A seminal figure in the swing to bop movement, Teddy Wilson is known for his lightly swinging, effervescent style; a precursor and inspiration for the styles of later pianists such as Hank Jones, and Ahmad Jamal. Born in Austin, Texas in 1912, the son of school teachers, Wilson studied his musical craft at Tuskegee Institute and the Talladega College in Alabama. He traveled through Ohio, and Detroit with the bands of Speed Webb, and Milton Senior. Chicago brought engagements with Jimmy Noone’s group, Louis Armstrong, Erskine Tate and others. He joined Benny Carter’s ensemble the Chocolate Dandies in 1933, which Carter left to function as an arranger for Benny Goodman. Wilson joined vibraphonist Red Norvo, Willie Bryant in 1935, and later worked with Goodman.
Wilson’s association with Goodman is notable because he was involved in the groundbreaking practice of a racially integrated band, being it’s first black member. Wilson ventured to record his own small groups within this period with such greats as Lester Young on tenor, Roy Eldridges trumpet, vocalist Lena Horne and trumpeter Harry James. Wilson led noteworthy sessions with Billie Holiday also, and was present at Goodman’s legendary 1938 Carnegie Hall concert. Departing from Goodman in 1939, forming his own orchestra with talents including tenor saxophone innovator Ben Webster and trumpeter Doc Cheatham. Wilson’s lightly swinging style was dismissed as being a bit too sweet and “white”, and the group quickly dissolved making way for a six year run from 1940-46 at the Cafe Society.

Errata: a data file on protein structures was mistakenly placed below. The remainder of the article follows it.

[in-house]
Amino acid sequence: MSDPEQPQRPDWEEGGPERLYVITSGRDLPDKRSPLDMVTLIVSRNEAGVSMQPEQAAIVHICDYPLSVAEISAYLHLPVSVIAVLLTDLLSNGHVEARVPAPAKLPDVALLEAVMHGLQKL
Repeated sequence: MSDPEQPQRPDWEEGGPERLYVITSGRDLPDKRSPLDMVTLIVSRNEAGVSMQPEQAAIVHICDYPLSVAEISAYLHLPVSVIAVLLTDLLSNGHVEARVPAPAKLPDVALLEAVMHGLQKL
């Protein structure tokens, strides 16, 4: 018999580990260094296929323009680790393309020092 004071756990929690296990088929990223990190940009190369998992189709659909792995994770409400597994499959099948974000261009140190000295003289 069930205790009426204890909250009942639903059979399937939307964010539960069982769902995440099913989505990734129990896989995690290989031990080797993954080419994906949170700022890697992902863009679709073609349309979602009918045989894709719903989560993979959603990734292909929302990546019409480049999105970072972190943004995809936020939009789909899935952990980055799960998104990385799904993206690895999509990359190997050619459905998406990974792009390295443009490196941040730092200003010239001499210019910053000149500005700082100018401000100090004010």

Additional highlights in Wilson’s career include working at CBS Radio recording a number of sides making up The Teddy Wilson School of Piano , and a seven year term at Julliard, as one of the first Jazz musicians to join the faculty in the fifties. Verve issued recordings featuring Wilson as sideman with Lester Young and Benny Carter, recorded as a leader for Columbia, and was a part of Benny Goodman‘s orchestra for his tour of Russia.
Wilson was prolific through the seventies prior to his death in 1986. His influence was very evident in the aforementioned styles of Jamal, Hank Jones and can be very much felt on the Prestige recordings of the Red Garland trio, although Garland’s playing frequently showcased a heavier bebop sensibility. Though his touch was light, with fine left hand comping, Wilson was often hard swinging, playing concise solos cutting right to the point. Teddy Wilson continues to make for intriguing study today for historians, and musicians alike.
I have been the staff writer for the New York Jazz Workshop School of Music blog in midtown Manhattan since 2014, and that has broadened my freelance writing skills considerably. In addition to writing artist bios, and articles of interest that pertain to the mission of the school, I have interviewed (in print on the site) legendary guitarist and NEA Jazz Master Pat Metheny, trumpeter Cuong Vu, and in 2015 embarked on producing a podcast for the school where I have achieved my dream and interviewed jazz giants such as Dave Liebman, Lenny White, rising talents like Thana Alexa, Logan Richardson, guitarist and bassist Brian Kastan, among others. I also work on SEO optimization for the blog. In 2015 I started my blog Jazz Views with CJ Shearn, and have written liner notes for 5 time Grammy winner and Oscar and Golden Globe nominee, Antonio Sanchez (for his latest recording “Channels of Energy”) and guitarist Gene Ess for his latest recording, scheduled to be released in November 2018.
My passion for jazz music is what drives me, which is an interest I’ve had since I can remember. I initially began writing about jazz at the age of 13 for my high school newspaper, and in my late teens contributed occasionally to jazzreview.com. In college I was member of the Harpur Jazz Project which brought jazz acts to campus. I’ve also contributed in the past to AllAboutJazz where I was mentored by John Kelman. I decided to focus on my passion for jazz music journalism after a job in the social services field as a caseworker went south, and as a person with a physical disability I work on going against the odds, living independently and having accomplished things people had said I’d never do.